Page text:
The university was planning to have ACORN permanently replace ROSI by late 2016; Blackburn-Evans, told The Varsity that “[ROSI] will remain active until we have a good solution in place.”

Blackburn-Evans noted one positive outcome of the staggered enrolment times: students were able to contact staff directly when they encountered problems, as the 9:00 am start time aligned with the start of the business day.

“We’re very focused on improving the enrolment experience for students, and Arts & Science will continue to work with the ACORN team to ensure the new system is stable during heavy enrolment periods,” said Blackburn-Evans.

Faculty of Arts & Science introduces timetable maker

Similar tools already offered by UTM, third-party developers

Faculty of Arts & Science introduces timetable maker

The Faculty of Arts & Science has launched an official timetable planner, which allows students to plan the courses they would like to take.

It is similar to unofficial timetable planning websites such as Griddy, Findacourse, and Semester.ly.  “Other timetabling services may not provide the latest information, and do not include important information about enrolment controls,” reads an email sent to students by the Office of the Faculty Registrar.

UTM already offers a similar service that is almost identical in function to its UTSG counterpart. Both systems offer search options for session, level, subject area, instructor, online courses, date, time, and available space; they also provide enrolment control information. UTSG’s planner additionally allows students to search by department and breadth requirements.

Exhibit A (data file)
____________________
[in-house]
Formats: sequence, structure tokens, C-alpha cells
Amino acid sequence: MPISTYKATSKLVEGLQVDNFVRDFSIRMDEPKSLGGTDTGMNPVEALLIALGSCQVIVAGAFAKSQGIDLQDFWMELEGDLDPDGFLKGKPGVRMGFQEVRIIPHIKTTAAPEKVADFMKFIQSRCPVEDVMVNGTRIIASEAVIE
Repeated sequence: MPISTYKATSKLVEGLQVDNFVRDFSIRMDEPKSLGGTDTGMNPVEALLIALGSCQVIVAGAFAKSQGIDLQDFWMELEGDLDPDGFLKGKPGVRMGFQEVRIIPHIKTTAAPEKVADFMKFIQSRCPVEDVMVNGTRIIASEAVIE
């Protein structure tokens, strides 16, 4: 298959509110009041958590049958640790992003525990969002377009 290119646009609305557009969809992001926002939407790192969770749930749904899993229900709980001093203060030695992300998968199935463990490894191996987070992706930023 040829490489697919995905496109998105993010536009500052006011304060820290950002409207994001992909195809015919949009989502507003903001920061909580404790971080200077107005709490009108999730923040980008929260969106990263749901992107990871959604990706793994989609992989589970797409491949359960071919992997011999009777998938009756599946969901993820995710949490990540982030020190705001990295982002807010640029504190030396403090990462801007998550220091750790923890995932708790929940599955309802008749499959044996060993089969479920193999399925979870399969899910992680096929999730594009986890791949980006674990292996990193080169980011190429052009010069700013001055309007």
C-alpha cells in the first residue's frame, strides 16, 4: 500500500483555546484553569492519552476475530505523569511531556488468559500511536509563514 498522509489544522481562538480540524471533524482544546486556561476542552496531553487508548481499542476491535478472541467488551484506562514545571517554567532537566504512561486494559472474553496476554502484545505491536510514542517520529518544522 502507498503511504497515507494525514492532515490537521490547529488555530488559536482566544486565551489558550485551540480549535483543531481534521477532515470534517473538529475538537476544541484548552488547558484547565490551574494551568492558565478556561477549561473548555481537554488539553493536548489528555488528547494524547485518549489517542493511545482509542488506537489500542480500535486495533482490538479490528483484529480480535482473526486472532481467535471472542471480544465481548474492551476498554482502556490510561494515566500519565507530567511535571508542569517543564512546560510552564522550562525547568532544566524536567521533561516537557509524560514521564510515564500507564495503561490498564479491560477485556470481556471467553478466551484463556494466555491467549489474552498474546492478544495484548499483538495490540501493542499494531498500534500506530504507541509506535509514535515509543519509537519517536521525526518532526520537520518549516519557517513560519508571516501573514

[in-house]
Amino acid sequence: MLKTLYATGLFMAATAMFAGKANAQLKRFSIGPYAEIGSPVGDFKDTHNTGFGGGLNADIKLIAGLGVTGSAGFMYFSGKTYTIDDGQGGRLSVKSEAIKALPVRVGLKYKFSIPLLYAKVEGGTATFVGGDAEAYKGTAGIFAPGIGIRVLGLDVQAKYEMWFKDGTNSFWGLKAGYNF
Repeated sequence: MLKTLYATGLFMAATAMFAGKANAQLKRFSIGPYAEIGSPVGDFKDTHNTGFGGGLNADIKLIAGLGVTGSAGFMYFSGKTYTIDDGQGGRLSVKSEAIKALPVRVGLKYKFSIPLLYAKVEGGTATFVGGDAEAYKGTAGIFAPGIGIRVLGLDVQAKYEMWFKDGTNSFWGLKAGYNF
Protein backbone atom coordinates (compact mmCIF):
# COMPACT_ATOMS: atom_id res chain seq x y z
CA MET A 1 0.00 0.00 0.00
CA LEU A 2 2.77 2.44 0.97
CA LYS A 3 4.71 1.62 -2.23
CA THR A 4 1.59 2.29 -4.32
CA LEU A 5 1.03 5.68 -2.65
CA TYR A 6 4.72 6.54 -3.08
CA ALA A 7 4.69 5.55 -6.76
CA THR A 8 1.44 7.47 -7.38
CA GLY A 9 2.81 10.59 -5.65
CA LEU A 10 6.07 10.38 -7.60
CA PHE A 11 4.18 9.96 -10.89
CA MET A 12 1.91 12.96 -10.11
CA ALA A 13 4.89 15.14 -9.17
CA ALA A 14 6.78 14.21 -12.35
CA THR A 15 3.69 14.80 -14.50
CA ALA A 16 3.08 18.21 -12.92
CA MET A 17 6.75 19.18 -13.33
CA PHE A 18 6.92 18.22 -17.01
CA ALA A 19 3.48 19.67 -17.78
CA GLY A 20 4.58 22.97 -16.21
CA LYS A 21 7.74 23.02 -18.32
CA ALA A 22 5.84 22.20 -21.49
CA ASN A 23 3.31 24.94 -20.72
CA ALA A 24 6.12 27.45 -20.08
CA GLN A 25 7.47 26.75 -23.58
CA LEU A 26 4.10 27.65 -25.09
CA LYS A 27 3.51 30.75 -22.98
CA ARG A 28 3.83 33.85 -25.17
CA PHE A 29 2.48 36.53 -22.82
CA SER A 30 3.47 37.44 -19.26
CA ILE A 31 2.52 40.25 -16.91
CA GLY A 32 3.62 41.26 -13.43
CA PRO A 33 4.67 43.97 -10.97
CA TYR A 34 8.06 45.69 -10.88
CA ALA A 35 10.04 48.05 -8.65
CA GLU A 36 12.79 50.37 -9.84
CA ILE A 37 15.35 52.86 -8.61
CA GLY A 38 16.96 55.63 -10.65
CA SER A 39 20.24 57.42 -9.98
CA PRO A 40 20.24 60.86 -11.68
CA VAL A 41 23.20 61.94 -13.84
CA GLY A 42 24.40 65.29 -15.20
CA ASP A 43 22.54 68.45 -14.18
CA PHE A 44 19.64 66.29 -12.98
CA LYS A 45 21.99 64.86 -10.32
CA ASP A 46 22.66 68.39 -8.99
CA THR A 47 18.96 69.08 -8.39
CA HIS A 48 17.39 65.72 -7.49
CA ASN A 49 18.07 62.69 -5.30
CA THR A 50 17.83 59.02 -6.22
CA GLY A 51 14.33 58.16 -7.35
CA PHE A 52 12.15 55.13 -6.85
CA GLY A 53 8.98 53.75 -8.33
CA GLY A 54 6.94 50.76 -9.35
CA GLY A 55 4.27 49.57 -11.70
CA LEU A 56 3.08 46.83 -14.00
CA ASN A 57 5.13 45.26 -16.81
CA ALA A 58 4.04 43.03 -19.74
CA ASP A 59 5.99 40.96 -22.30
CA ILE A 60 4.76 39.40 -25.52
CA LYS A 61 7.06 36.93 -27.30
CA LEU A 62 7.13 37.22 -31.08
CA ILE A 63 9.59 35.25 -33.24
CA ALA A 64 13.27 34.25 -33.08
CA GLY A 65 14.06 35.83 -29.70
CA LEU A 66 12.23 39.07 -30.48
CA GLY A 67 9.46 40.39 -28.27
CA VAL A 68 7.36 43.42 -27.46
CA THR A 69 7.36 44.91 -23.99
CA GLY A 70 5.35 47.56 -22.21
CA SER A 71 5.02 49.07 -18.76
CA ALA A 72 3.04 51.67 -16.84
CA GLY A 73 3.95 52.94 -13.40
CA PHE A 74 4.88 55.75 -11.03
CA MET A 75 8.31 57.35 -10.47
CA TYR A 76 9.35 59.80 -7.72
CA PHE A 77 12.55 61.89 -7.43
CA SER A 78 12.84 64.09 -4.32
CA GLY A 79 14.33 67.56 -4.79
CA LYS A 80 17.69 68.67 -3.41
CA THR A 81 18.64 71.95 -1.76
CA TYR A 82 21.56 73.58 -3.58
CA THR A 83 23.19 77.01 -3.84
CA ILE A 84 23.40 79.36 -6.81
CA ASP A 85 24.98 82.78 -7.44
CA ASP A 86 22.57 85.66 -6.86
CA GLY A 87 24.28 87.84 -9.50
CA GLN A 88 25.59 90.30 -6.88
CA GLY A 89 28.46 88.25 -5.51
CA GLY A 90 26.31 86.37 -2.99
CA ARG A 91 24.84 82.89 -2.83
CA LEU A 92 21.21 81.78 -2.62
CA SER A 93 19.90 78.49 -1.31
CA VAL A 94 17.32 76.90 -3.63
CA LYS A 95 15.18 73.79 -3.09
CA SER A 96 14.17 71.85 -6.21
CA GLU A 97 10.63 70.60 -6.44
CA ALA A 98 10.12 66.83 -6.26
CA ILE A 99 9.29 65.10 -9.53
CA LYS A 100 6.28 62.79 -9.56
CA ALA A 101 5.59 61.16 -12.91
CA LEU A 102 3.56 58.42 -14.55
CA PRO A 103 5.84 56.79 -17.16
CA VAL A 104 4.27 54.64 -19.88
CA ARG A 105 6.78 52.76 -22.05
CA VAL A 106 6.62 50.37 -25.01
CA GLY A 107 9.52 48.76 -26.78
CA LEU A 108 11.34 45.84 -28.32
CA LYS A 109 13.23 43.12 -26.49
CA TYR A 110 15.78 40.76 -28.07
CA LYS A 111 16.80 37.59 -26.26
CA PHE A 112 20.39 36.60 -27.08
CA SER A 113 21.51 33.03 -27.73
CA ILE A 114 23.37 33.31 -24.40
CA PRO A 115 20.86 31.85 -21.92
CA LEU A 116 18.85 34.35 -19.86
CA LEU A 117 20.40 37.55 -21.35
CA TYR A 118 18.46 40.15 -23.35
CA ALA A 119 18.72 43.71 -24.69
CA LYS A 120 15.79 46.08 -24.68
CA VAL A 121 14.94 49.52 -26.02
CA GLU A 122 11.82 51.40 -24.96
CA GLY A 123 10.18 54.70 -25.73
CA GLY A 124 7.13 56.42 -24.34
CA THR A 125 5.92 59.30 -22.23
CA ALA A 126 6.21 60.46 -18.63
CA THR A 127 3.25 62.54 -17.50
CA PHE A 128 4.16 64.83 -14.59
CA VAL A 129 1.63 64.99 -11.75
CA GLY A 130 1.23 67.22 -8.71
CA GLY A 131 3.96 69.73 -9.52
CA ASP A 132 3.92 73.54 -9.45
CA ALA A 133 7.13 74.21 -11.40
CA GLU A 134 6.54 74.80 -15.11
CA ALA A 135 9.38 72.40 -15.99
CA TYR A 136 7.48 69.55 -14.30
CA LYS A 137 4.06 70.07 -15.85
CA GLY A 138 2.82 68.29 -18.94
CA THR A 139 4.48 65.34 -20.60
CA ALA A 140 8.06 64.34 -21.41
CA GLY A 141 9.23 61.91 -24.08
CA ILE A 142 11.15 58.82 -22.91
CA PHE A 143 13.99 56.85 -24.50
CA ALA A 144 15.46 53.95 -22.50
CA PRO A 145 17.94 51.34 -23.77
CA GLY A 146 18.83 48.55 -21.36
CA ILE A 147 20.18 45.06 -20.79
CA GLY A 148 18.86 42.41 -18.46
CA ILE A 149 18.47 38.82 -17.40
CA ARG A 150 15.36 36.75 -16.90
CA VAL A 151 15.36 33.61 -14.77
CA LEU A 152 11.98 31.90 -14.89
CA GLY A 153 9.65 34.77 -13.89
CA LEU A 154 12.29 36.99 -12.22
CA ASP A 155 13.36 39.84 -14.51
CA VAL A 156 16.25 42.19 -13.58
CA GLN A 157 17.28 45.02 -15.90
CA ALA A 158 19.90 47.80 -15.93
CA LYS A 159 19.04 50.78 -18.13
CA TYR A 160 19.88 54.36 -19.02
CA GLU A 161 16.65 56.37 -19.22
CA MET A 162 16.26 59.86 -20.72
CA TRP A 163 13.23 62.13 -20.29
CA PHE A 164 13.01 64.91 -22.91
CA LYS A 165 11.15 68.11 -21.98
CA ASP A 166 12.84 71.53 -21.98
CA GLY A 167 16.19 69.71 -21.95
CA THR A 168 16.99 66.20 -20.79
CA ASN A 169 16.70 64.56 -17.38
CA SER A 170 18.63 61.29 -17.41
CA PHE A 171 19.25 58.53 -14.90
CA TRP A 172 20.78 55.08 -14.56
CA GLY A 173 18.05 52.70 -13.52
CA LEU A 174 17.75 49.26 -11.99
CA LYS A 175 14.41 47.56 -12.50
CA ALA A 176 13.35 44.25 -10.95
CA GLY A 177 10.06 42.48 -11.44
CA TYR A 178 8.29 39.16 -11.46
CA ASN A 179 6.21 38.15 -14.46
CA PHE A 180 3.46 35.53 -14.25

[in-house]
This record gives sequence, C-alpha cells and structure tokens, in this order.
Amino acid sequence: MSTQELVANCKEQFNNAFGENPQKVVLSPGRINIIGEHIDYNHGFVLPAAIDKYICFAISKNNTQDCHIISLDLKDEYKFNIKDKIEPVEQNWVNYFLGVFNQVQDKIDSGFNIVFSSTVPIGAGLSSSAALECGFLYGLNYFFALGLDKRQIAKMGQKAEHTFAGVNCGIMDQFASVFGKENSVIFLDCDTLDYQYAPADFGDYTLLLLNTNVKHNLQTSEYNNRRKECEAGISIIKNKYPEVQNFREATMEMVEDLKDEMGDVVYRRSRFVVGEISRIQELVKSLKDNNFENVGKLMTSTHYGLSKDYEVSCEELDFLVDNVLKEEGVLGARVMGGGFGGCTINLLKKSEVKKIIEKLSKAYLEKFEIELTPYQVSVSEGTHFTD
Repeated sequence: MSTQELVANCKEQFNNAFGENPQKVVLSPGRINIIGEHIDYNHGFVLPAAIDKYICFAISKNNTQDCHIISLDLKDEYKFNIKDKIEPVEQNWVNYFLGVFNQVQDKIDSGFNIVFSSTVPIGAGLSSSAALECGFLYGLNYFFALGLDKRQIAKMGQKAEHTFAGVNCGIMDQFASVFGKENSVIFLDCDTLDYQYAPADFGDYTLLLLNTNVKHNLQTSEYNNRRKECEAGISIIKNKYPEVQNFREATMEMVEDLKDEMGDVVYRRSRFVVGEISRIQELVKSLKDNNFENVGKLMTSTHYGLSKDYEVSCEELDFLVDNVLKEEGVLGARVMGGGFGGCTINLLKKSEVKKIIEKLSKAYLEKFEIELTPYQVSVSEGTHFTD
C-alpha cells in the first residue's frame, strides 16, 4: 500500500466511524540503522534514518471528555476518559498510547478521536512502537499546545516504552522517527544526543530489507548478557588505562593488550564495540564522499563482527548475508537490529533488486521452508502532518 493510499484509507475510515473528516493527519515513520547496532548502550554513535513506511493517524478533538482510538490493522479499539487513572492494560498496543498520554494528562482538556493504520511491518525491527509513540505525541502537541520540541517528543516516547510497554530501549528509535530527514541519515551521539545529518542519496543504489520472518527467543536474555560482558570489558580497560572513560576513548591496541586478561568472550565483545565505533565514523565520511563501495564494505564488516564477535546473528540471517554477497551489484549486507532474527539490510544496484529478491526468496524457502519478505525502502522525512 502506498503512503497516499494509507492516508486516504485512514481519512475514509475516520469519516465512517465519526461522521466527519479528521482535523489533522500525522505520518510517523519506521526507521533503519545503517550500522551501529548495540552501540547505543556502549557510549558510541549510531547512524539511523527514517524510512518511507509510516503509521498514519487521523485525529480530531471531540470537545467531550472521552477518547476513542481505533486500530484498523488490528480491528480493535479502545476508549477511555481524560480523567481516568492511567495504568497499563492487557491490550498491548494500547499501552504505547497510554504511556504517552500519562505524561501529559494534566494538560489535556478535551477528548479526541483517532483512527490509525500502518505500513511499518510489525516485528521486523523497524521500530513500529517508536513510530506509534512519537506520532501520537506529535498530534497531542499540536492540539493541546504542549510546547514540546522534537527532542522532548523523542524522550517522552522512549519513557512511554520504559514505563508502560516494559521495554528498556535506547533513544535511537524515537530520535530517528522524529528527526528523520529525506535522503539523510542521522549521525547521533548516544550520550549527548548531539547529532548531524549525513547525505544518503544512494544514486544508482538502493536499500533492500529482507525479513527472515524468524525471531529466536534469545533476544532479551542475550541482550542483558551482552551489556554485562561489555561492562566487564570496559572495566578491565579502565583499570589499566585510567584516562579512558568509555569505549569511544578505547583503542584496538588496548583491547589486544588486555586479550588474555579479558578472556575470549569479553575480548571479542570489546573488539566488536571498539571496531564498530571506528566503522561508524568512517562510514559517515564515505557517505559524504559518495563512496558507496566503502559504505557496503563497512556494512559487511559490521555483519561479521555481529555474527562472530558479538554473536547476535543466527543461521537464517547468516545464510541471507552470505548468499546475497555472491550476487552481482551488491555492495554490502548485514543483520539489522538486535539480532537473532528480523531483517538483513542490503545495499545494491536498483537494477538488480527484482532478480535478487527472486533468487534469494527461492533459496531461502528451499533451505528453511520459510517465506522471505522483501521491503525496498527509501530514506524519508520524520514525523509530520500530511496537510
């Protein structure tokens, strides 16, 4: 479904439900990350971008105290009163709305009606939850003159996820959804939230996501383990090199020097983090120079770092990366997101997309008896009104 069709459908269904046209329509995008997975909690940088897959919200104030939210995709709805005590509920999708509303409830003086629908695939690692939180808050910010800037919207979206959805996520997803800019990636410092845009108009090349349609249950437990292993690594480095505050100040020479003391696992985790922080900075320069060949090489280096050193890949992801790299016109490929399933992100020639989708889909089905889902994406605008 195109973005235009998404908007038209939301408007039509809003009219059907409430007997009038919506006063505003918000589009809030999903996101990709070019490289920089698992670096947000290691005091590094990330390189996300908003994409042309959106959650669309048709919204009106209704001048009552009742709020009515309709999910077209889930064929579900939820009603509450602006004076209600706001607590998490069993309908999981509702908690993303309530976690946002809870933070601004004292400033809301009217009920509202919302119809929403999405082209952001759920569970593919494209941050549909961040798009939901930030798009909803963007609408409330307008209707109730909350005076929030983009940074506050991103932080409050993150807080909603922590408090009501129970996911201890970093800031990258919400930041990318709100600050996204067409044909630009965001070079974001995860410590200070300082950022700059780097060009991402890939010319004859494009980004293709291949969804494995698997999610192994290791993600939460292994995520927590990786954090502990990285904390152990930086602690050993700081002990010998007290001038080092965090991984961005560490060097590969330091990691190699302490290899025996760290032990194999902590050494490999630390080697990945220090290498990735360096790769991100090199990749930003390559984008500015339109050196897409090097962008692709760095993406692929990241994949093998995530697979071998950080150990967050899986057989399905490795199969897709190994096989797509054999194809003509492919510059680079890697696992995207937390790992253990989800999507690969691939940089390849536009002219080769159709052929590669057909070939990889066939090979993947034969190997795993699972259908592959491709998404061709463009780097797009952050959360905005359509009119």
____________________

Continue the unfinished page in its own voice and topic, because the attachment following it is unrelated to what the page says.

Griddy allows students to search courses by code and session; Findacourse allows students to search courses by code. Findacourse also offers an option to search for courses without prerequisites. Semester.ly allows students to search for courses by department, breadth, level, date and time, and semester.

The Faculty of Arts & Science’s official timetable maker does not include the option to save a mock schedule. With an account, Findacourse and Semester.ly will save the progress students have made; Griddy can create a custom URL for a mock timetable.

Funding boost for graduate students

The Faculty of Arts & Science introduces three-pronged approach to enrich graduate education

Funding boost for graduate students

From the invention of the first electronic heart pacemaker to the discovery of a drought-resistant gene in plants, the University of Toronto’s Faculty of Arts & Science has a legacy of cutting-edge research. From 2010–2014, the faculty pioneered numerous innovations, including 240 new inventions, 24 patents, and 29 start-up companies. Graduate students were the backbone of these novel research findings.